A determined executive may often make initially unconsidered assumptions that agents and citizens will accept the policies they put forward or may develop underfunded or badly structured policies that allow agents to undermine the policy author’s intentions. However, several treatises in the 1980s, such as Mazmanian and Sabatier (1983) or Barrett and Fudge (1981), pointed out that policy implementation is a longer-term game in which principals over time react to the difficulties encountered with implementation and amend their ideas accordingly. The idea of evolution within the social sciences is far from a new development and in

economics was certainly recognised by Joseph Schumpeter and further developed by Nelson and Winter (1982). An organisation will evolve by learning from its successes and mistakes, building up expertise and knowledge about what strategies and innovation may work. It is a process involving trial and error that may be built into a government’s machinery for seeking effective policy change. Governments show an increasing awareness of chances of failure as much as success in their policies and create systems to guard against the possibility of rectifying mistakes before they have created too much damage. It is frequently the case that policies are borrowed from experience in other organisations or countries and tried in pilot studies and then subjected to longterm evaluation before becoming part of the accepted policy structures of the state. The argument that public policy is in a continuous state of flux through incremental change in both the form of policies but also how it is interpreted and implemented over time has strong resonance with Lindblom and Braybrooke’s ideas on muddling through. Later studies have further developed such ideas by arguing that the public policy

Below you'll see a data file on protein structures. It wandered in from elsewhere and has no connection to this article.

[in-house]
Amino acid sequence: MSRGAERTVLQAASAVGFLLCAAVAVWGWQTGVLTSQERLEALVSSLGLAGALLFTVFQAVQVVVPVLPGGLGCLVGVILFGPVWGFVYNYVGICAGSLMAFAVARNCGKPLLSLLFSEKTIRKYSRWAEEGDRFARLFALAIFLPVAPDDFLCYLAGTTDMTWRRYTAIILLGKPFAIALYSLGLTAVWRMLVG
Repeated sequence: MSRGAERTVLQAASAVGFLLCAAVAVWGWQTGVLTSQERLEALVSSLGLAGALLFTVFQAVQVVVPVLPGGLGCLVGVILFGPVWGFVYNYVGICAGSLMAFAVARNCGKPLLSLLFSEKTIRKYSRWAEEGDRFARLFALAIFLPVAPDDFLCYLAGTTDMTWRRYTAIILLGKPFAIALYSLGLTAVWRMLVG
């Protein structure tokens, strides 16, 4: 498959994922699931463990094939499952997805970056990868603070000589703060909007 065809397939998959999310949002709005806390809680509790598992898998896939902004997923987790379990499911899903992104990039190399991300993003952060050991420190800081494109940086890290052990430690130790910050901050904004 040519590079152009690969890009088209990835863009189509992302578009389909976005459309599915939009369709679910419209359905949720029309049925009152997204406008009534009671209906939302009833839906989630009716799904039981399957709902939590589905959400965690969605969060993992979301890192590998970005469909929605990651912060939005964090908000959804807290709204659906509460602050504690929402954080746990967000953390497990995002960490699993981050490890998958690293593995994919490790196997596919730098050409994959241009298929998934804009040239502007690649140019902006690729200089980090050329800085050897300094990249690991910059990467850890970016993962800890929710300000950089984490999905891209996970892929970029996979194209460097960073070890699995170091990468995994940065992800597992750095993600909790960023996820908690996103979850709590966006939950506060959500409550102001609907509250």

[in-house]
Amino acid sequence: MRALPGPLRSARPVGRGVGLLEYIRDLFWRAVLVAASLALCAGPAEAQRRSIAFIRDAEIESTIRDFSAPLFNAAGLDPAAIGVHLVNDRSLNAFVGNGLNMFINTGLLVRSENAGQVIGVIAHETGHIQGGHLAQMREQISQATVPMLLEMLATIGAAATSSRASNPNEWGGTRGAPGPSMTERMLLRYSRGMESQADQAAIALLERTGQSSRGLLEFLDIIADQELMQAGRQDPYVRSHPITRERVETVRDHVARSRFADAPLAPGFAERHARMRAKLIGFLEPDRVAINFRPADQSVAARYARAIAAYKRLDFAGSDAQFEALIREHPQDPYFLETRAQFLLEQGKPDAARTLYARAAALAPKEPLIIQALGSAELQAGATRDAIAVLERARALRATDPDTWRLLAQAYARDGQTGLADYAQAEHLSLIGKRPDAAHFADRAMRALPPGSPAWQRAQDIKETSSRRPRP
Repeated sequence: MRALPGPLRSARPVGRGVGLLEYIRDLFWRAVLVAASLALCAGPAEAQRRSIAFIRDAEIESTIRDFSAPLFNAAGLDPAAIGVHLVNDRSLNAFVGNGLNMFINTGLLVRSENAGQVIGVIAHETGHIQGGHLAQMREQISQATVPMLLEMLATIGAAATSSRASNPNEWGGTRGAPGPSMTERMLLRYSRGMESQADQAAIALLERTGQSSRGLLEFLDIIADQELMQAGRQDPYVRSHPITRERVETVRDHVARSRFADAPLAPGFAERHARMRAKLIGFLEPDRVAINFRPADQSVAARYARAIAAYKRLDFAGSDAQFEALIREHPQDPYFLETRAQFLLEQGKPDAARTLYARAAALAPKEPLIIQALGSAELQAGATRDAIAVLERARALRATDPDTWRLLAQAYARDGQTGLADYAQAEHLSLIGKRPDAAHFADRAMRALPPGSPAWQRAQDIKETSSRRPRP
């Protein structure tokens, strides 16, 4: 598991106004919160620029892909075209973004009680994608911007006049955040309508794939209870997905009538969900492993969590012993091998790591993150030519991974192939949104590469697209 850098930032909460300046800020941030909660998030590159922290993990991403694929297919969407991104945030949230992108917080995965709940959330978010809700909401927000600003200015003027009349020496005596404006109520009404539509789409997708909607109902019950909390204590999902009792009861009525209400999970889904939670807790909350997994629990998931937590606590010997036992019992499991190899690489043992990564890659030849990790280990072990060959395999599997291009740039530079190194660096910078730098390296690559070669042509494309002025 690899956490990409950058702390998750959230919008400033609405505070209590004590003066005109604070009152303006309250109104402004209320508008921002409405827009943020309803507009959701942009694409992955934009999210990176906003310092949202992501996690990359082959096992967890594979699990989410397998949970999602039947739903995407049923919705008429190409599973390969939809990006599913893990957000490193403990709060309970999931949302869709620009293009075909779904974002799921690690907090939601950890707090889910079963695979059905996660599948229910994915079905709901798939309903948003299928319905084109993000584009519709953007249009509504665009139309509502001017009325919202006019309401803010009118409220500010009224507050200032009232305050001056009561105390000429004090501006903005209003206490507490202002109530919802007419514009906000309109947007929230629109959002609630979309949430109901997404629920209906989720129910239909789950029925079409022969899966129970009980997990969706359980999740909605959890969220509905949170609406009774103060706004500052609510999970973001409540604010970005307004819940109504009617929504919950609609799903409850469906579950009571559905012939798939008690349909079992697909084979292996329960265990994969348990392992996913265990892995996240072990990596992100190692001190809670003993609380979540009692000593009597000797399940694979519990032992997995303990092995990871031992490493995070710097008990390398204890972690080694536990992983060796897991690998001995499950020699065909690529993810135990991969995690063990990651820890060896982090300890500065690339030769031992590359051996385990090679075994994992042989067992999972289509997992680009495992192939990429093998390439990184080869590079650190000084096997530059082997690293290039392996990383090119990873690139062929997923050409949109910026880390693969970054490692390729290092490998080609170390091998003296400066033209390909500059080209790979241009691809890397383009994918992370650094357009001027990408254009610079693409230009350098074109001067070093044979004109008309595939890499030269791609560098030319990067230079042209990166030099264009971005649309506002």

process and its outputs must effectively be seen not as completed events but, as Peter John (1998) pointed out and the ACF framework shows, abstracted points in an evolving process. It is of value therefore to consider the social forces that determine such constant change and also the possibilities that have been suggested to manage and cope with such change. Peter John (1998: 182-8) suggests that the various elements within the policy process should be seen as the evolution of ideas and action:

Single level approaches focus on one key principle as the foundation for the political system, and they often assume that political systems are stable as a result. What may be called evolutionary theory regards all these elements as continually interacting with each other over time. The institutions are sets of constraints upon actors that can sometimes be reshaped if actors so choose. Interests are important because they structure the sets of choices for other actors. Economic power structures similarly offer alternative choices. Individual self-interest drives the machine

and interacts with the constraints. But what drives policy is the continual interaction between these features. And evolution is the direction in which integrative accounts of public policy are heading.